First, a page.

Age-related macular degeneration increases in incidence with each decade over 50 and is evidenced by accumulation of either hard drusen (small, discrete, round, punctate nodules) or soft drusen (larger, pale yellow or gray, without discrete margins that may be confluent). Most patients with drusen have good vision, although there may be decreased visual acuity and distortion of vision. There may be associated pigmentary changes and atrophy of the retina. Vision may slowly deteriorate if atrophy occurs.
Patients with early or late degenerative changes of the macula are at risk of developing choroidal neovascularization (CNV), which is associated with distortion of vision, blind spots, and decreased visual acuity. Macular appearance may show dirty gray lesions, hemorrhage, retinal elevation, and exudation.
Management and Disposition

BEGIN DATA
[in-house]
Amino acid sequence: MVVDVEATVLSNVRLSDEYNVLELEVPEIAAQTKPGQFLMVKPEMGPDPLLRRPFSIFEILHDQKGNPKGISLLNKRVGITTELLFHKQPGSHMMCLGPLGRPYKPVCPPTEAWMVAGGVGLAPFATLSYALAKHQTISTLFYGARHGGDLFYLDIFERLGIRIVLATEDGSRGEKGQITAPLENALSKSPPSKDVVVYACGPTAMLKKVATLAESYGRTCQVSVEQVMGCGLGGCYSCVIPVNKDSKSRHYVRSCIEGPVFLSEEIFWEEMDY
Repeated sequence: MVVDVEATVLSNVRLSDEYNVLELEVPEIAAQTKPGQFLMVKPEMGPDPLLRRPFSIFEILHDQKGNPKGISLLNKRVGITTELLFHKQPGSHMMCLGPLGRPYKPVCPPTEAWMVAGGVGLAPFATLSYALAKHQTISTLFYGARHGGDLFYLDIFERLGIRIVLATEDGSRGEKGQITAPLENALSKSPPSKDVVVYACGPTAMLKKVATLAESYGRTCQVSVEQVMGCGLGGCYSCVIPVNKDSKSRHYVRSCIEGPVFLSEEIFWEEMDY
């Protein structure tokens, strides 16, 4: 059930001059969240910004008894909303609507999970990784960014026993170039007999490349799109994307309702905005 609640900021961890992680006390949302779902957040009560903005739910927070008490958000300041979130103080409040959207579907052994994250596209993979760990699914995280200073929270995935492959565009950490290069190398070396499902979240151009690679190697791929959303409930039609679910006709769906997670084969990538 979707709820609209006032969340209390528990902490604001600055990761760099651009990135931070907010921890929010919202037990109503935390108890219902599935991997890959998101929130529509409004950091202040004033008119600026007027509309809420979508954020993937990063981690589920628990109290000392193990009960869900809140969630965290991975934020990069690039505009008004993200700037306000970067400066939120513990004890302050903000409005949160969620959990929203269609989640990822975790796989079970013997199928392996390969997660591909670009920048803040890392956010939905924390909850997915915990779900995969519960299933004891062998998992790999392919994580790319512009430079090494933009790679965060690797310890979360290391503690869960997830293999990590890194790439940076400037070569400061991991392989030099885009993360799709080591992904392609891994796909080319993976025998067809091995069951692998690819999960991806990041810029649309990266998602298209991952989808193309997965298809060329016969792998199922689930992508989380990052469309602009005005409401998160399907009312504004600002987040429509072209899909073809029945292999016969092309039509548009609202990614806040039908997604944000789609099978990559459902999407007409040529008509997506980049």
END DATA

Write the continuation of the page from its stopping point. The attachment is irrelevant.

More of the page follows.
Patients with drusen need ophthalmologic evaluation every 6 to 12 months or sooner if visual distortion or decreasing visual acuity develops. If a patient complains of deterioration of visual acuity or image distortion, prompt ophthalmic evaluation is warranted.
Age-Related Macular Degeneration, Drusen. Typical macular drusen and retinal pigment epithelial (RPE) atrophy (scalloped pigment loss) in age-related macular degeneration. (Photo contributor: Richard E. Wyszynski, MD.)
Age-related macular degeneration is the leading cause of blindness in the United States in patients older than age 65 years.
Patient may have normal peripheral vision.
Untreated CNV can lead to visual loss within a few days.
Patients frequently complain of distortion with CNV.
Age-Related Macular Degeneration, Drusen. Drusen are clustered in the center of the macula. (Photo contributor: Richard E. Wyszynski, MD.)
Age-Related Macular Degeneration. Hemorrhage seen beneath the retina in association with subretinal neovascularization. Note the retinal vessels are superficial to the hemorrhage, which lies just beneath the retina. (Photo contributor: Richard E. Wyszynski, MD.)